Have you ever wondered if there’s a natural way to lower your high blood pressure, guard against Alzheimer's, lose weight, and feel better? Well as it turns out there is. Michael Greger, M.D. FACLM, founder of NutritionFacts.org, and author of the instant New York Times bestseller “How Not to Die” celebrates evidence-based nutrition to add years to our life and life to our years.

More on Melatonin

Today we figure out a safe way to get the sleep inducing properties of Melatonin.

This episode features audio from Are Melatonin Supplements Safe?, How to Treat Jet Lag with Melatonin-Rich Food, and How to Treat Jet Lag with Light. Visit the video pages for all sources and doctor’s notes related to this podcast.


Welcome to the Nutrition Facts podcast.  I’m your host, Dr. Michael Greger.  I am thrilled that you have decided to join me today.  Because the more I learn about the latest in nutrition research–the more convinced I am that this information can make a real difference in all our lives.  And I like nothing better–than sharing it with you.

On today’s show – I could induce sleepiness – by speaking in a monotone.  OR, I could tell you about the fascinating sleep inducing properties of melatonin.  The body normally produces melatonin every evening to let us know when to sleep and wake.  But sometimes – we need a little help regulating those important functions. 

In our first story, over-the-counter melatonin supplements may not contain what they say they do, and the contaminants could be dangerous.

If you’re crossing three or more time zones, and you plan on staying at your destination long enough to make it worthwhile, you can adjust your body clock to the new time with behavioral methods or pharmacological methods. The behavioral method is light exposure and light avoidance at specific times of the day, based on which direction you’re going and how many time zones you cross. The pharmacological intervention is melatonin, the so-called ‘‘darkness hormone.” It’s secreted by a little gland in the center of your head as soon as it gets dark, and shuts off when the sun comes up in the morning, thereby helping to set your circadian rhythm. There’s been a lot of research done on treating jet lag, but most of it has come from lab rats instead of people. But, most of the handful of human trials that have been done have found taking melatonin “close to the target bedtime at the destination” to try to sync your body to the new time can effectively decrease jet lag symptoms after long flights. Now, unlike “most or [really] all other drugs, the timing of the dose is critical and determines the effect: given at the wrong time,” it can make your jet lag even worse—for example, if you were to take “melatonin at bedtime when traveling west.”

Dose-wise, taking between 0.5 and 5 mg seems to be “similarly effective” in terms of helping with jet lag symptoms. But the higher dose does seem to have more of a kind of a sleeping-pill-type effect, which appears to plateau at about 5 mg, but those are massive doses. Even just taking a 3 mg dose produces levels in the bloodstream 50 times higher than normal nightly levels.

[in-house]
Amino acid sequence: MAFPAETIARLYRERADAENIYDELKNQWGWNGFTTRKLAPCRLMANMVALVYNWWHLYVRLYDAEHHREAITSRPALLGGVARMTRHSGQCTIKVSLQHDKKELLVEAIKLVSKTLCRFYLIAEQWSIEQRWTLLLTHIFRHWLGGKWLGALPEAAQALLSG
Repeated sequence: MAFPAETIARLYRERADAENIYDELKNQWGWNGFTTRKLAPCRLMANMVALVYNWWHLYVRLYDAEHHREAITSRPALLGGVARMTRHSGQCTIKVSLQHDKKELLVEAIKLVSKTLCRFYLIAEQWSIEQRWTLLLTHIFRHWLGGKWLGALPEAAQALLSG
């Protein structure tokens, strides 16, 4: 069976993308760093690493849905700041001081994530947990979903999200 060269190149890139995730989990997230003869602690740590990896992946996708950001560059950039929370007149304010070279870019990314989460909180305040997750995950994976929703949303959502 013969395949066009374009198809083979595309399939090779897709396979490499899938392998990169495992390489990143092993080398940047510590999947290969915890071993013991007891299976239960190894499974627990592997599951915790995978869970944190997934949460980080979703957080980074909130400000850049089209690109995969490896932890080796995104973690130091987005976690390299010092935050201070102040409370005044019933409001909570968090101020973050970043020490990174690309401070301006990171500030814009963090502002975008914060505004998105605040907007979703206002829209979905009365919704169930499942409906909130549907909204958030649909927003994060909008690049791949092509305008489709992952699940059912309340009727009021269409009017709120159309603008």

Yeah, it works, but we don’t know how safe that is. After all, melatonin in the early days used to be known as the “antigonadal hormone,” with human equivalent doses of just a milligram or two reducing the size of sex organs and impairing fertility in laboratory animals. Now obviously, rats aren’t people, but “[c]onsidering the pronounced effects of…melatonin on reproductive physiology in [other] mammals, to assume that [it] would not have some sexual effects in humans would almost seem naive.” In fact, they speculate maybe melatonin could one day play a role as some sort of “a contraceptive agent.”

Wouldn’t we know about these effects, though? Well, how? Melatonin is available over the counter as a dietary supplement. So, there’s no post-marketing surveillance like there is with prescription drugs. And, then, there’s the purity problem. Supplements are so poorly regulated that you never really know what’s actually in them. “For these reasons, melatonin [supplements] cannot be recommended…”

Is the purity issue just theoretical, though? You don’t know, until you put it to the test. And, indeed, due to the “poor quality control of over-the-counter melatonin, what they say is often not what you get.” Melatonin is not only one of the most popular supplements among adults, but children too, which makes it even more “egregious” that actual melatonin content varied up to nearly 500% compared to what it actually said on the label, based on an analysis of 31 different brands, and most had just a fraction of what they said. And, “the most variable sample was a chewable tablet,” which is what kids might take. It said it had 1.5 mg, but actually had 9, which could result in like a hundred times higher than natural levels. “In short, there was no guarantee of the strength or purity of [over-the-counter] melatonin,” leading these researchers to suggest it should be regulated as a drug so that, by law, at least it would have what it says on the bottle. Okay, but that’s strength.

What about purity? Four of six melatonin products from health food stores—two-thirds—”contained [unidentified] impurities.” With no exclusive patent, “[n]o pharmaceutical company wants to pay for the [necessary] toxicological studies”—the stuff is just sold so dirt cheap. They recommend buying it from some “large reputable pharmacy chain” and [just] hope for the best.”

But, this study suggests it’s not worth the risk. “Contaminants present in” tryptophan supplements were reported to be responsible for a 1980s outbreak of a disease that affected more than a thousand people, and resulted in dozens of deaths. “Given the structural similarities of [tryptophan] and melatonin,” maybe when you’re trying to synthesize melatonin, those same toxic contaminants could be created, suggesting melatonin supplements may just be “another accident [another] [epidemic] waiting to happen.”